I can see how hard it is for anyone to react to the situation. I pushed his hand away and hurriedly left. In retrospect, I should have struck him so he would never do that to anyone ever again. I declined the D.C. job and returned to Minnesota to finish my journalism degree. I have not been back to a Big Boy restaurant since.

Keith Aleshire, St. Louis Park

• • •

Probably all women, and some men, have experienced some form of sexual harassment. This harassment can range from lewd sexual comments to unwanted physical contact to sexual violence and rape. At the least horrible ends of this range, I would be willing to guess that many, if not most, men have been guilty of such behavior at some point in their lives.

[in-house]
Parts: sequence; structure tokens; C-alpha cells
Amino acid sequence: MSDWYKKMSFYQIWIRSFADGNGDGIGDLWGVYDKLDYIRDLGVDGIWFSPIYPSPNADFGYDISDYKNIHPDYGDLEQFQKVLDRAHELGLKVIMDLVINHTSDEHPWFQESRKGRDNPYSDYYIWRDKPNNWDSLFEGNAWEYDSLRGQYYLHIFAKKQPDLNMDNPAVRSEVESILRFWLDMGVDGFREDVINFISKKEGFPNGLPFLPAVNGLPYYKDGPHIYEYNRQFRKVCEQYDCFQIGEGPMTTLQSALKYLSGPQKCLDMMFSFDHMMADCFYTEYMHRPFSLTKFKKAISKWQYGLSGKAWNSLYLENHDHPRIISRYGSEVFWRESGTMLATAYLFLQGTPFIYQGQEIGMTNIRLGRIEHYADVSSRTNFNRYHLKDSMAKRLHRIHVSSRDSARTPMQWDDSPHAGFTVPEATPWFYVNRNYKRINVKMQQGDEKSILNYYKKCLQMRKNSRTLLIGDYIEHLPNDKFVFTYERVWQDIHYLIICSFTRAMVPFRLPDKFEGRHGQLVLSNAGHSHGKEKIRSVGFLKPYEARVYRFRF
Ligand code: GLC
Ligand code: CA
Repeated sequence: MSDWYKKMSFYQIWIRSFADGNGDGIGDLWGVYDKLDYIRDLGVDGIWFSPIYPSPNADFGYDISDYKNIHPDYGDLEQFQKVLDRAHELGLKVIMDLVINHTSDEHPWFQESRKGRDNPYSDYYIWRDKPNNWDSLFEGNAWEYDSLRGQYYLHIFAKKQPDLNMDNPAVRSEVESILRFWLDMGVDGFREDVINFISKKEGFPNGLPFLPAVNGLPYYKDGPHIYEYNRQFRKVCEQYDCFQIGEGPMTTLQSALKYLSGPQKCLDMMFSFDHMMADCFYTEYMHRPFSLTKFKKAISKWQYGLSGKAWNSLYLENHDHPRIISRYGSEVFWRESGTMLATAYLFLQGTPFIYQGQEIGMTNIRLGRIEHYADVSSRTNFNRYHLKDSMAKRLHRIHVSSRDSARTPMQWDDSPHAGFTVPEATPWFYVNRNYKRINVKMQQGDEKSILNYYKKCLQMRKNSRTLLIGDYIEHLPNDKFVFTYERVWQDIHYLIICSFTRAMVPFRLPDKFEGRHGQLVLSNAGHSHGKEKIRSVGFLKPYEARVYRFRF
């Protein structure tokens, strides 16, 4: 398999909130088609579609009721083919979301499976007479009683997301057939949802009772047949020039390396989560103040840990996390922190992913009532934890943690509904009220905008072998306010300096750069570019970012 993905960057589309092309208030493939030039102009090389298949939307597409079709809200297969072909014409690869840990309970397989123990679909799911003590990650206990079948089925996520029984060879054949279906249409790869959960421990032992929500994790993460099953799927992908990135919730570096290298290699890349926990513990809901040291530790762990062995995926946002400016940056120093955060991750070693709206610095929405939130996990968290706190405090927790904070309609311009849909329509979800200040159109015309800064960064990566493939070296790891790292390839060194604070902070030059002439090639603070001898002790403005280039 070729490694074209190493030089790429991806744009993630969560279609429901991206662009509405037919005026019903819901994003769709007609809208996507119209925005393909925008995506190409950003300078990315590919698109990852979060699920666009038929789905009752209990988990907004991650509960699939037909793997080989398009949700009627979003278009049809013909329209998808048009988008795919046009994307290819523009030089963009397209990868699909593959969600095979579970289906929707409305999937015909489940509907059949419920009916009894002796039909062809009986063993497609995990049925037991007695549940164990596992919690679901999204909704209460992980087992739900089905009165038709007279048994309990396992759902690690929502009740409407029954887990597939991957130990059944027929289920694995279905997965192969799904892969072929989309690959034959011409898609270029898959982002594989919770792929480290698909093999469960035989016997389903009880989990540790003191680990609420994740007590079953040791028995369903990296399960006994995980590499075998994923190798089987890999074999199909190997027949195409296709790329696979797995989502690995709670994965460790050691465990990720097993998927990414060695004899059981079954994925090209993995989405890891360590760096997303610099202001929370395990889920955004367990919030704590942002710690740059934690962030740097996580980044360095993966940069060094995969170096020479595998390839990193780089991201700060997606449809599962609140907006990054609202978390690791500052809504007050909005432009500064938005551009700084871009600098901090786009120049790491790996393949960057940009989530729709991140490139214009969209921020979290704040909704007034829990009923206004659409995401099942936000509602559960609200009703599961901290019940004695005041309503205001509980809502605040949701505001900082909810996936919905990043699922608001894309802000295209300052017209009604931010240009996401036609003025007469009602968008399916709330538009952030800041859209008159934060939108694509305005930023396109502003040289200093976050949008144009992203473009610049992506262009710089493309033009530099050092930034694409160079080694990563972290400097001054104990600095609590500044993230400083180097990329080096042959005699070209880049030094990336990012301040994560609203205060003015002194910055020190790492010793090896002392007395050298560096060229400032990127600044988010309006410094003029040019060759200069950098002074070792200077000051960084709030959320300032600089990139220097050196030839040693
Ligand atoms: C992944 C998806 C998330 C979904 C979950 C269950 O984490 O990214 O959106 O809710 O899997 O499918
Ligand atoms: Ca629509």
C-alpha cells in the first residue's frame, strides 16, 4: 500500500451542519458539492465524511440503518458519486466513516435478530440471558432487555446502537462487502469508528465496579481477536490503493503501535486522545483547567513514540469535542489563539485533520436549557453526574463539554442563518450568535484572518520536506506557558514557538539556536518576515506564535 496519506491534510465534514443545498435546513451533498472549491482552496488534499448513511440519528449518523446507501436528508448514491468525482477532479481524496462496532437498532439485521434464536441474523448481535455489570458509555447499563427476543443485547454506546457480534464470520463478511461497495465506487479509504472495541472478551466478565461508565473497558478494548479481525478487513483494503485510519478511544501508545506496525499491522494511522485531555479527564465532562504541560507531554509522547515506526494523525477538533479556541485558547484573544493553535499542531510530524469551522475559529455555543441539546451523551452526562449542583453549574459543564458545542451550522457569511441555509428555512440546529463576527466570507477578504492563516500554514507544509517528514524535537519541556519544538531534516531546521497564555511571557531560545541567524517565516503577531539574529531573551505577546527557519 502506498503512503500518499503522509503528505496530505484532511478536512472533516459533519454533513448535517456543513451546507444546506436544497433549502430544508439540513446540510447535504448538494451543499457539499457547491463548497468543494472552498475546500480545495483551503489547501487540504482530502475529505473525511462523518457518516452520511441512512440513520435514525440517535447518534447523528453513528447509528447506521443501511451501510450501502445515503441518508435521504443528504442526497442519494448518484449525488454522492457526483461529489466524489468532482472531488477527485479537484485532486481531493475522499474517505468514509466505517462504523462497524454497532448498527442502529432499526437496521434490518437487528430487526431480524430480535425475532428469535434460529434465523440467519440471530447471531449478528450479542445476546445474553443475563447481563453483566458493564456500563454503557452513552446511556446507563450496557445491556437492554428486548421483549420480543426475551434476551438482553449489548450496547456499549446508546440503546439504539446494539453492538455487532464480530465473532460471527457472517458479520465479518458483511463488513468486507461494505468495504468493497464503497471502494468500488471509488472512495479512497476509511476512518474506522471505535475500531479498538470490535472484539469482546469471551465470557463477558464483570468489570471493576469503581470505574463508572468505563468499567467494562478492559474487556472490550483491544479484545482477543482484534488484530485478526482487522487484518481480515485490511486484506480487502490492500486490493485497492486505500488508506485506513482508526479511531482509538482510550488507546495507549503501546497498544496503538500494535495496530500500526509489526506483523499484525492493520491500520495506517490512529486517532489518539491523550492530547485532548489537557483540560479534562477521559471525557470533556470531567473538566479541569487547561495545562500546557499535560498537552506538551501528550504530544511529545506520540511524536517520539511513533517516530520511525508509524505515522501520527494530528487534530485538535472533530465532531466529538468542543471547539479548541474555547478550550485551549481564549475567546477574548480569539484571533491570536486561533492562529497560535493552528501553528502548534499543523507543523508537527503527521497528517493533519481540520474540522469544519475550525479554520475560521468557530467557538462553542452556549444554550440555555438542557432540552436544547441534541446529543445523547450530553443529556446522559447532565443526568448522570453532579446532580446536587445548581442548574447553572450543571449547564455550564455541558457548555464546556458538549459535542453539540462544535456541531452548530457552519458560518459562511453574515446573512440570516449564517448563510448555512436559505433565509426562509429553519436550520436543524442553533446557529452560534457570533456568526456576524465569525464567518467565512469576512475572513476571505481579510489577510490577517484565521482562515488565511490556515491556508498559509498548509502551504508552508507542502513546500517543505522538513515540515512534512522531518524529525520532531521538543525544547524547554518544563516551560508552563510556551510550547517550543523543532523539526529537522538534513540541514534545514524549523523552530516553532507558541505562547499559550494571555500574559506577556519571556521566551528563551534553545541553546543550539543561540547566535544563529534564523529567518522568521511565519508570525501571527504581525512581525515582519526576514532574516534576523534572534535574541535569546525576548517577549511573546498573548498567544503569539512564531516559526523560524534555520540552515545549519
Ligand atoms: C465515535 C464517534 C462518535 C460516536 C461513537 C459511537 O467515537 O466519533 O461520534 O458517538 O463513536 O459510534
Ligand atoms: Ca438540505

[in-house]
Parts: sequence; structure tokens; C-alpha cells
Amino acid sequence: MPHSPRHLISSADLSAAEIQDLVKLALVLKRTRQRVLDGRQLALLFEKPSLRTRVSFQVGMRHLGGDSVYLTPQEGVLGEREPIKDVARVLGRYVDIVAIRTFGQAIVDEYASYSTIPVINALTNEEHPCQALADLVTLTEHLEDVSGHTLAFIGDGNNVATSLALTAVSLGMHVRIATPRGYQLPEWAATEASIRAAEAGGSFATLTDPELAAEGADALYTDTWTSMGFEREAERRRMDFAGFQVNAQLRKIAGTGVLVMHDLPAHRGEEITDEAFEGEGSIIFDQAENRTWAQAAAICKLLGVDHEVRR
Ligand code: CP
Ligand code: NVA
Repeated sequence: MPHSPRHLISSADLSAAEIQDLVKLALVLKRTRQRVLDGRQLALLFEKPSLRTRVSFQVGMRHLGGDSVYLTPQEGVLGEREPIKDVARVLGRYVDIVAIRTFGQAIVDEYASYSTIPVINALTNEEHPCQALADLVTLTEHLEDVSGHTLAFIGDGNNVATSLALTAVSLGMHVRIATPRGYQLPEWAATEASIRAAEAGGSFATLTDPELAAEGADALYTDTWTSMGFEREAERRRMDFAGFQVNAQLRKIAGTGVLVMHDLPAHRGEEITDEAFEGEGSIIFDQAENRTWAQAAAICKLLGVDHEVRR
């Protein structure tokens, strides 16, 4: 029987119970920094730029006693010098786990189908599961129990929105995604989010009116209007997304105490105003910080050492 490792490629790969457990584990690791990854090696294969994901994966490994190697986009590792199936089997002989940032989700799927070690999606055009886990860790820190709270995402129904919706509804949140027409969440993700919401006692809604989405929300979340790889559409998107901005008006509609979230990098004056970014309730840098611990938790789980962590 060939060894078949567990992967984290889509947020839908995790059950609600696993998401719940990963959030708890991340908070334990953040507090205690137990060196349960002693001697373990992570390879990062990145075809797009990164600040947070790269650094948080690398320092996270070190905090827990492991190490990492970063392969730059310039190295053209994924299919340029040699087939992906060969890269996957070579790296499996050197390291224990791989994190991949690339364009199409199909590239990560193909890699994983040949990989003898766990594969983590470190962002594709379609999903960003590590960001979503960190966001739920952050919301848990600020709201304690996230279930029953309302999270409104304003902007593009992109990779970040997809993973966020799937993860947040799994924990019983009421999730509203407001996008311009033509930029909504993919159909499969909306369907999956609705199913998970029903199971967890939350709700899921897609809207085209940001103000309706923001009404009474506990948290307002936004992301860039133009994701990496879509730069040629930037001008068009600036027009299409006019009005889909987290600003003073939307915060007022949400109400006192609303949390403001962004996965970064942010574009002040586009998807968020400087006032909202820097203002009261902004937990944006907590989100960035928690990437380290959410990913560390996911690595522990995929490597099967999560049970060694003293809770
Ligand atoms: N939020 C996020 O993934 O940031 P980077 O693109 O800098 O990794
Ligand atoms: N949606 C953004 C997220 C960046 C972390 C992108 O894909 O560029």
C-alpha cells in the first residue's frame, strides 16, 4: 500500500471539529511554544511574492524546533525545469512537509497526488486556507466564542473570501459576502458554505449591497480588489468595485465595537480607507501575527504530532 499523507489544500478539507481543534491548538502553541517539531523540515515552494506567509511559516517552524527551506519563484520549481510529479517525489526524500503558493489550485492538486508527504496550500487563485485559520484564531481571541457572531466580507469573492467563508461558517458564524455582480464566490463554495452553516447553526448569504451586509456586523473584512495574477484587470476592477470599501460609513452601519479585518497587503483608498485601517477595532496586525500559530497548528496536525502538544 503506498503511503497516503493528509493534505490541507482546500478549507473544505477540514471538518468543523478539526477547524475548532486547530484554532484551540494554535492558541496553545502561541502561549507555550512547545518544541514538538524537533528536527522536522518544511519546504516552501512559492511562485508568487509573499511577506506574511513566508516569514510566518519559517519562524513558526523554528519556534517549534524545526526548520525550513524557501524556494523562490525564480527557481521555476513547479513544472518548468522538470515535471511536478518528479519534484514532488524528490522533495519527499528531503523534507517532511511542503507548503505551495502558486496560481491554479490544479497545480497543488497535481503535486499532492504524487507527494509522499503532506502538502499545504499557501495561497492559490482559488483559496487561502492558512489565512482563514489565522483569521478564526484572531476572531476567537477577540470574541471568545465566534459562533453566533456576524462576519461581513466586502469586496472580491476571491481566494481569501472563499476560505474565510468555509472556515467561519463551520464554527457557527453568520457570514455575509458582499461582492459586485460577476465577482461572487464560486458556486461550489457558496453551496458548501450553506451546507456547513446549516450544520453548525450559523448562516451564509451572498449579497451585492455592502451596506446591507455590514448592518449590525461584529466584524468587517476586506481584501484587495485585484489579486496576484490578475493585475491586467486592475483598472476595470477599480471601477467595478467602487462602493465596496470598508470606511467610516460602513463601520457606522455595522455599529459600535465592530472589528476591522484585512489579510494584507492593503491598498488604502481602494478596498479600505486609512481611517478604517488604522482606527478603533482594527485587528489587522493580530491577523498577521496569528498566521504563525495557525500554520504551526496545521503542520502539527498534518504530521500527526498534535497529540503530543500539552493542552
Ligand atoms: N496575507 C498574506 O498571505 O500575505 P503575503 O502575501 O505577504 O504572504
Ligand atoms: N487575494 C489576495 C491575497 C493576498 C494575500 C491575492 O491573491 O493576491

There might never be a way to forgive someone for an act of sexual violence or rape, or for any sexual act committed with a child, no matter how long ago that act took place. But forgiveness should be granted to the millions of men who are guilty of "merely" despicable sexual misbehavior at the lower ends of the harassment range. They would only need to meet this criteria: They don't act that way now, they acknowledge their wrongdoing and they offer sincere apologies.

I suggest that all such men tweet using "#Iwasguiltytoo" to let the world know of their admission and to promise never again to tolerate such behavior by themselves or others.

Forgiveness might be granted, and then we can all move on to other important issues affecting our state, our country and our world.

Margaret Rutledge, Orono